Thursday, November 6, 2008

Start a New Personal Training Program Now, It’s Time To Get Serious

We have high expectations of our president-elect. Rightfully, he has high expectations of us. Barack Obama will not tell us to, “Sit back while I take care of business.”

On election night, he told us, “Our climb will be steep.”

Now is the time to take personal responsibility and design a cross-training program for that steep climb. What will we do in our everyday lives to train for that Kilimanjaro of change?

"...please start by taking my alias, Shopping Golightly,
to heart during this upcoming season."

Why the Mt. Kilimanjaro metaphor? It is no ordinary mountain and no ordinary challenge. It is a long journey through six distinct ecosystems while tackling over 19,000 feet of gain. The climber must consistently acclimate through constantly changing terrain. We must be malleable and prepared to make smart and sensible judgments to reach our summit. We must check in with our team to ensure they are up to task. Troubles frequently escalate when a climbing team breaks up.

Personal change must happen in many venues now. But, with the holidays on our heels and our pocketbooks low, please start by taking my alias, Shopping Golightly, to heart during this upcoming season. The thrift store is one of the best places to do just that!

"...most Americans cannot distinguish the difference
between necessity and luxury."

I fear most Americans cannot distinguish the difference between necessity and luxury. Somehow the meanings have been mixed and we are lost.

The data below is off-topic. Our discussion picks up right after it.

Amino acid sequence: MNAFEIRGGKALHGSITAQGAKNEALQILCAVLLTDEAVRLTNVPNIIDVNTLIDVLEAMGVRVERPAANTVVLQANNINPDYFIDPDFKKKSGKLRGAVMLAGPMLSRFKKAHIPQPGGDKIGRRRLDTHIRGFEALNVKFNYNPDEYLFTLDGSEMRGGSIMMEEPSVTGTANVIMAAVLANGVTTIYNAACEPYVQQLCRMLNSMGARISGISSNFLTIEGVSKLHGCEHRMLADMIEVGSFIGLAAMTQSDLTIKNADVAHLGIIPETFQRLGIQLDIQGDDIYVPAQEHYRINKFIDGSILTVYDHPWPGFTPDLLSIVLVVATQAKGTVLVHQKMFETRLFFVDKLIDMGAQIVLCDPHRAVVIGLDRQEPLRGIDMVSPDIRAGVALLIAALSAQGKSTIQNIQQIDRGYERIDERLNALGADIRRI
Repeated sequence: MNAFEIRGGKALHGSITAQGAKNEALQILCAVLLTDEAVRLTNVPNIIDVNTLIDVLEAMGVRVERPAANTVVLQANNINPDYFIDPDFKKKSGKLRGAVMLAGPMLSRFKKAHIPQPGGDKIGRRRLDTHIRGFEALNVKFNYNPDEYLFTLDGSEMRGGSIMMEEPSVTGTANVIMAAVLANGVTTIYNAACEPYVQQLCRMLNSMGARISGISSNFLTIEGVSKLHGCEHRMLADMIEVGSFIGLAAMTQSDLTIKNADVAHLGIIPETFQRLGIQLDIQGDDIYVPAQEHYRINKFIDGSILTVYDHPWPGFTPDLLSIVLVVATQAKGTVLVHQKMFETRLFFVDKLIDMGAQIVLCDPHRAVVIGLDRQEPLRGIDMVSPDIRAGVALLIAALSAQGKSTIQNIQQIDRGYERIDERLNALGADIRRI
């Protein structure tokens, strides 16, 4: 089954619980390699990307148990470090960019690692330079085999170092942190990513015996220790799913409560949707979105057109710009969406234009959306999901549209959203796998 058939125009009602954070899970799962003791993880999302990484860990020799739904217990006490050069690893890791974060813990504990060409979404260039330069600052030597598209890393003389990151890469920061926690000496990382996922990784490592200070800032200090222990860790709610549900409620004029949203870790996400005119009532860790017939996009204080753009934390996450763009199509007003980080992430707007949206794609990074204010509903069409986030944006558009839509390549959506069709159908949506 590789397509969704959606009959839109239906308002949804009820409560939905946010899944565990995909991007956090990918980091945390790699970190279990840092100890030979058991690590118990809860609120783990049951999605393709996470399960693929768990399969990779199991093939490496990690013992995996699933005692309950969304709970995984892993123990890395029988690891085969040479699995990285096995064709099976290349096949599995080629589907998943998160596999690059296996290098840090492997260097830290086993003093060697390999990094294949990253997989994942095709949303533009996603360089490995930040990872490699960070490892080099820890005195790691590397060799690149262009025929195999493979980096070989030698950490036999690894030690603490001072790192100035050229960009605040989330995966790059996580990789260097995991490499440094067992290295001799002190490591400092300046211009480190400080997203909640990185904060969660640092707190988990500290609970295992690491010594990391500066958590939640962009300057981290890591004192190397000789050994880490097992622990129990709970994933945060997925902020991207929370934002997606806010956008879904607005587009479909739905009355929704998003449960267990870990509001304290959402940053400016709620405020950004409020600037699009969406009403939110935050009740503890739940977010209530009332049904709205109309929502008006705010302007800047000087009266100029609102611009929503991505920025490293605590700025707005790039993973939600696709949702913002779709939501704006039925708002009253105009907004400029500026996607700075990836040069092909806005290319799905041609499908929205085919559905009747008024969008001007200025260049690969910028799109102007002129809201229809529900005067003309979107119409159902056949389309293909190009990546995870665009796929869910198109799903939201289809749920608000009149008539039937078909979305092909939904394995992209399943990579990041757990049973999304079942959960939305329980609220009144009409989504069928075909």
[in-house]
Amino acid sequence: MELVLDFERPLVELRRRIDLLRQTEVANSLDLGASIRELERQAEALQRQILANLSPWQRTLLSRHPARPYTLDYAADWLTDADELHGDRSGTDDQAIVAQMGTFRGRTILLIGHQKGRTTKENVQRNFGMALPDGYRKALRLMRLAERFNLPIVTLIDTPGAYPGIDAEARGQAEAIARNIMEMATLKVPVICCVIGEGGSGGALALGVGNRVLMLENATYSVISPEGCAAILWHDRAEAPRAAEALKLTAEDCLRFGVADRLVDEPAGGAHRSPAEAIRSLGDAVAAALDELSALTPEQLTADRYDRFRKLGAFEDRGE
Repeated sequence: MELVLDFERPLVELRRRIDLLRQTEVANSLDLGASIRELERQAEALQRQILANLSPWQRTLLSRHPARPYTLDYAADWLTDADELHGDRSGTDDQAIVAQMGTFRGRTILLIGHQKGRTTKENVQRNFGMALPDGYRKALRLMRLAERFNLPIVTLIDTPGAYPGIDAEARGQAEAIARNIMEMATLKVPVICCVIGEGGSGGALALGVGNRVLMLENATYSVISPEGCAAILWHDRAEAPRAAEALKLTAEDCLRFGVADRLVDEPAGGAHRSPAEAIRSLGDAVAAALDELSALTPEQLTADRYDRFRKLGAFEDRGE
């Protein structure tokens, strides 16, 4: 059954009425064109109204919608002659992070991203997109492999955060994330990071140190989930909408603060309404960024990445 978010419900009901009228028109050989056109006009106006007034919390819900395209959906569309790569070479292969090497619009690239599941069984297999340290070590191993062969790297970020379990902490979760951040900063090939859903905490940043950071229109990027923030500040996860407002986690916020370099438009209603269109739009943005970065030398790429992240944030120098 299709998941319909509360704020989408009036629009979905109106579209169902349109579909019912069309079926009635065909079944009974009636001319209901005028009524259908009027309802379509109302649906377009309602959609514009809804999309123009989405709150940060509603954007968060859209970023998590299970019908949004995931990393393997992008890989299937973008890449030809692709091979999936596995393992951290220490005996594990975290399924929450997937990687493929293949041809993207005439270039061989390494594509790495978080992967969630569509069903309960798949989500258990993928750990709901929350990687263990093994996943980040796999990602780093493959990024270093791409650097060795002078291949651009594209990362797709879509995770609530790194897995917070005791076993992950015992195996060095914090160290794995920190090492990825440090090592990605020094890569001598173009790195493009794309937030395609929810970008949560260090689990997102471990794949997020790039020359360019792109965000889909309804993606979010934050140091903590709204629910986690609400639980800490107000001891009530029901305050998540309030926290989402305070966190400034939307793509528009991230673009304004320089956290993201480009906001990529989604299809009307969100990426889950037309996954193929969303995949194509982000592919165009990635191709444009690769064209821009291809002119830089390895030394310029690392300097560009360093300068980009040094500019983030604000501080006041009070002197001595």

Who defines our personal necessities? Is it us? Or is it the ads piped through the television? We cannot continue to aspire for more and more possessions. That time has past. We must be sensible and thrifty in defining our necessities and translate that new definition through our shopping habits. This will fatten piggy banks across the country. What will you do with your newfound savings? A college education? A family home?

We must redefine luxury. No longer can it be equated with frivolous, expensive possessions, acquired to impress or fill an internal emptiness. Let’s put luxury on our own terms and make it match our values. Make it personal and meaningful, like time spent reading to our children; the cost of a book or a trip to the library and one of the most valuable things we have, time.

"...put luxury on our own terms
and make it match our values."

We have much to do and a have a long journey ahead. What is going to help us summit that peak? Leather seat warmers or a college education? Let’s just hope we get there before those majestic glaciers melt away. Barak Obama believes in us. Yes we can.

2 comments:

about me MH JT said...

I concur. I think it's funny how our definitions of luxury, value, worth are often defined by others. I'm not a big reader of Suzie Orman, but I know one great point of hers is we spend a lot of money on buying things to impress other people, and I think she's dead on.

Also, I find it amusing - that slightly raspy, intended to be both sexy and powerful voice on the Cadillac commercial where the woman's heel pushes on the gas while she says "when you turn your car on, does it return the favor?" Part of me loves that commercial (I want to meet that woman), but a bigger part internally shouts waste! - false idolatry! Basically, an inappropriate depiction of wealth and power. I think I prefer the power of hanging on to my own money for my own reasons.

Kudos, Thrifty Chick - great observations.

Shopping Golightly said...

Thank you. Hang on to your money and spend invest it on your own terms. That woman in the car commercial you write of is probably selfish, demanding and high maintenance. Unless you think that sexy, I don't think you really want to hook up with her.